What the stock market could look like for the rest of 2022, according to experts

What the stock market could look like for the rest of 2022, according to experts

Stock market woes will persist in the second half of the year, but signs of hope will emerge for beleaguered investors, experts told ABC News of their predictions.

The stock market experienced a historic decline in the first half of the year, and many of the same economic threats still loom as inflation remains sky-high and the Federal Reserve moves aggressively to control rising prices by raising interest rates. loan costs. That means volatility will continue to hit markets in the coming months, experts told ABC News.

But the major indexes are likely to end 2022 higher than they are now as stock prices begin to promise a buying opportunity on the downside that outweighs the risk of another decline, experts said. As investors eventually jump off the bandwagon, the market will stabilize and begin to recover, they predicted.

In the first six months of the year, the S&P 500, a popular index to which many 401(k) accounts are tied, plunged 20.6%, marking its worst first-half performance since 1970. yet more, falling more than 28% during the same period; the Dow Jones industrial average fell more than 14%.

Lingering threats to the market include inflation, ongoing interest rate hikes, the Russian invasion of Ukraine and a possible recession. In the short term, these looming dangers will put downward pressure on the stock market, as market performance depends on the financial outlook of companies across the economy, experts say.

Ultimately, investors decide whether to buy or sell based on the likelihood that a particular business will succeed in the coming months and years, Howard Silverblatt, senior index analyst at S&P Dow Jones Indices, told ABC News.

“It all comes down to earnings,” Silverblatt said. “We’re buying stock based on how much we think the company will earn.”

Economic headwinds will make it difficult for companies to show investors the path to success, experts told ABC News.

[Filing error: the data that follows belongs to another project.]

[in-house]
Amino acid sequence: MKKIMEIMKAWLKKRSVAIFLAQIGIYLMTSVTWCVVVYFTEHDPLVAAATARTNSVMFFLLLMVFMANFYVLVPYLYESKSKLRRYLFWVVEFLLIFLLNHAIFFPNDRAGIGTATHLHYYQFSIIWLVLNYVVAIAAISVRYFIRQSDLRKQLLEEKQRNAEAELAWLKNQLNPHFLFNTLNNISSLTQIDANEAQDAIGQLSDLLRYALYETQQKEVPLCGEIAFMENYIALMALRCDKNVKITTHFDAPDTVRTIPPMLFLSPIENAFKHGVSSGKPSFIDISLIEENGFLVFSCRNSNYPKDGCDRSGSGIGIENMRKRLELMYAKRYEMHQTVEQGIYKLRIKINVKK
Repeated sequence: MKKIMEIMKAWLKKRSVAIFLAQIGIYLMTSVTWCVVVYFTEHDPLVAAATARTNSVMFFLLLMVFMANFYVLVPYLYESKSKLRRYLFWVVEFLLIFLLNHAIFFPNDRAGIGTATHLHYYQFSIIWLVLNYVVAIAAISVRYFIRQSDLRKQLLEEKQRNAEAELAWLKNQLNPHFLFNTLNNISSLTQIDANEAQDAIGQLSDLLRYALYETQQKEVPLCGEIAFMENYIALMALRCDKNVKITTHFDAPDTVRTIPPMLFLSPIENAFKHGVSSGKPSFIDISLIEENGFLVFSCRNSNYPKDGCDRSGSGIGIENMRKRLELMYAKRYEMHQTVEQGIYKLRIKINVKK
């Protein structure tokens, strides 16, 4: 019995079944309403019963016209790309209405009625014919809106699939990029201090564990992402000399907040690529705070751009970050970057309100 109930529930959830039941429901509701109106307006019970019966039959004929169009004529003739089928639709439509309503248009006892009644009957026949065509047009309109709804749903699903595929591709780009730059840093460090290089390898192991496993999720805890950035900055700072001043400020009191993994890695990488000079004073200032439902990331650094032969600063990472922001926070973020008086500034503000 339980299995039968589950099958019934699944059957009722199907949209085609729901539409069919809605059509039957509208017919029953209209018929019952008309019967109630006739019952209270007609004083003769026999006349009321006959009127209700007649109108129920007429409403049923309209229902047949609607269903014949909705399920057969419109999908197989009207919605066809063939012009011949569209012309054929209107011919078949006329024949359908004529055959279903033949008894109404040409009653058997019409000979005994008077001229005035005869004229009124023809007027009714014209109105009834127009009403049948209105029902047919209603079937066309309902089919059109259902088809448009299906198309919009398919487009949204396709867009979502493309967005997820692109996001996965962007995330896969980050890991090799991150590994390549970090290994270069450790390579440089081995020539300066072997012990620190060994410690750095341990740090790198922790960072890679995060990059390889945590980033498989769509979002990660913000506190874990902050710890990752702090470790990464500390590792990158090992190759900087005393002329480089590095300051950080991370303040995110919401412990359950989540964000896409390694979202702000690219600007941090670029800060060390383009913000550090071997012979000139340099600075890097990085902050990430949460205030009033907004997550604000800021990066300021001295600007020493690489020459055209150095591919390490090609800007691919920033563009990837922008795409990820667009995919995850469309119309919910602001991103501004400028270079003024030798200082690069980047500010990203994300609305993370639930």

A screen shows stock trading information on the floor of the New York Stock Exchange in New York, on June 27, 2022.

Brendan McDermid/Reuters

For example, to control an inflation rate last seen more than four decades ago, the Federal Reserve has undertaken an aggressive effort to raise borrowing costs, which in theory should slow the economy, reduce demand and reduce prices. But the focus will likely weigh on markets as investors anticipate poor business performance amid the economic slowdown, Silverblatt said.

“To stop inflation, the Fed has to create pain,” he said. “Nobody likes pain. If I get a splinter out of my finger, I’m still screaming and yelling while I’m doing it.”

At its most recent meeting last month, the Fed raised its benchmark interest rate by 0.75%, its biggest increase since 1994. The Federal Reserve has said it expects to continue raising rates d ‘interest in response to high inflation.

Experts also cited the threat posed by a potential recession, which many observers define by the shorthand metric of two consecutive quarters of decline in a nation’s inflation-adjusted gross domestic product, or GDP. A country’s GDP is the total value of the goods and services it produces.

If the U.S. were to enter a recession, it would likely further dampen business and consumer expectations, which could slow economic activity and affect markets, experts say.

“The market is suspicious of the earnings and growth outlook,” Harvey said.

But the market will reach a point where it has fallen enough that stock prices offer investors a buy that looks more like a bearish buying opportunity than a risk of further losses, experts said. At that point, the market will stabilize and begin to recover as traders jump back into stocks, they added.

Market analysts expect the stock market to reach that bottoming point before 2023. Past recoveries suggest that market performance can change suddenly, said Sam Stovall, chief market strategist at research firm CFRA .

“To know how often these dips occur, but then again, how quickly the market returns to equilibrium and beyond, will remind investors that it’s best to prepare a shopping list,” Stovall said. “Think more about buying than rescuing.”

But investors should consider their level of financial cushion and thus their ability to withstand short-term losses, said Silverblatt, the analyst at S&P Dow Jones Indices.

“Even if you think your stock is the best in the world, the new Apple or Amazon, in two years,” he said. “If you can’t live it because you can’t take the loss, you can’t play it.”


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About the Author: Chaz Cutler

My name is Chasity. I love to follow the stock market and financial news!